From Environmental Security to Environmental Peacemaking
The authors in Worldwatch Institute's Worldwatch Magazine and State of the World 2005: Redefining Global Security suggest that environmental security is developing in new and dynamic directions. At an Environmental Change and Security Project meeting facilitated by Hilary French, the director of the Globalization and Governance Project at the Worldwatch Institute and special advisor to the United Nations Environment Program, presenters discussed the causes of this shifting focus.
Retired Colonel Gregory Foster of the National Defense University spoke on "Rethinking Security: The Environmental Connection." Stressing the need to redefine and rethink security, Foster argued for reinvigorating the 1990s debates on broad security concerns, causations, and interdependence:
There is a string or chain of causation, and our tendency is to…deal with more visible proximate symptoms because they are easier to get hold of, rather than trying to come to grips with underlying causes…. There may be a masking phenomenon at work, in which those ostensible political, social, military, and economic causes of such things as unrest, violence, conflict, and destabilization…may mask underlying, less visible, less obvious environmental sources of dissatisfaction, discontent, and alienation.
Frequent collaborators Ken Conca, an associate professor of government and politics at the University of Maryland, and Geoffrey Dabelko, director of the Environmental Change and Security Project, looked at the neglected flip side of the environment's role in confidence building. Both agreed that the environment's peacemaking potential is frequently underanalyzed and ignored by policymakers and decision-makers.
Competition for water resources can lead to violent conflict between water users at the subnational level, Conca noted: "Water is continually a source of violent conflict, because it is not substitutable, not equally distributed, not easily captured, and highly variable over time in its availability. Addressing unmet water needs and the allocation of water across sectoral needs are the world's largest challenges." But Conca emphasized that transboundary water resource management can be a tool for attaining peace and post-conflict confidence building. "Such water cooperation initiatives include international river basin cooperation, stakeholder dialogues, and domestic water policy reforms."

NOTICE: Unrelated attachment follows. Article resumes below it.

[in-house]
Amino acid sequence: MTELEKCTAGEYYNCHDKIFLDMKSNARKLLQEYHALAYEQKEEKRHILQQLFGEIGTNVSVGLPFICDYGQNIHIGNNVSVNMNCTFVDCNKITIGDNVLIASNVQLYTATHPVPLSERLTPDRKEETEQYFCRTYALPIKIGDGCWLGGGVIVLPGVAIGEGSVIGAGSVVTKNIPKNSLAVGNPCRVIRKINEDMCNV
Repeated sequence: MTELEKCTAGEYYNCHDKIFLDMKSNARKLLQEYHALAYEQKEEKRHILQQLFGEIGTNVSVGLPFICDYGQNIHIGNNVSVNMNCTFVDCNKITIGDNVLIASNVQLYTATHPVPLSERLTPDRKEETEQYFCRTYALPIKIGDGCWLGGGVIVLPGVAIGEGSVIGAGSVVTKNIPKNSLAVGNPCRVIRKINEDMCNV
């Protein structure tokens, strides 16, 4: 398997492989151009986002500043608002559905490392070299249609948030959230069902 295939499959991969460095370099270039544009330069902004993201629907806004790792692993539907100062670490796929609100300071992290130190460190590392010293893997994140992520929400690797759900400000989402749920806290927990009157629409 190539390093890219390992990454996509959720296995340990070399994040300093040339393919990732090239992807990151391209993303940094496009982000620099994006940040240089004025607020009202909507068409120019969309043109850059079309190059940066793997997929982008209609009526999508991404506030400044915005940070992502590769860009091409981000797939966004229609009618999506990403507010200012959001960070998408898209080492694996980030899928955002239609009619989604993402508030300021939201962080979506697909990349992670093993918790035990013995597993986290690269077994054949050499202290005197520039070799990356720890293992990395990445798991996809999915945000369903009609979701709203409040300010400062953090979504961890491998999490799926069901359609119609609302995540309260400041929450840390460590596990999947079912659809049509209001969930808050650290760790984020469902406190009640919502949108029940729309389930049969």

Bringing together Foster's "Rethinking Security" and Conca's water resource discussion, Dabelko applied the concept to cases like the Nile Basin Initiative and Mesopotamian marshlands. "Using the logic of environmental interdependence, utilizing cooperative efforts and dialogue to manage resources, and overcoming political tensions through interaction and confidence building, are all environmental pathways to peace," Dabelko pointed out. "Along the conflict continuum, the environment can be used as a conflict prevention tool, a lifeline during conflict, an ingredient in peace agreements, and as a post-conflict trust builder."
Attendees discussed issues raised by the presentations, including human security versus state security, the definition of environmental security, and the proper management of information. One participant asked, "Why isn't the environment a current political issue?" Another noted that "human security and state security are in conflict. There is a human rights approach versus a state risk approach." Managing definitions and information is key to increasing the role of the environment in security dialogue: "Defining what security means is important. If it is not clear, then it doesn't work." Another participant agreed: "Misinformation or disinformation hinders the profession from making good decisions."
Drafted by Zachariah Zanek.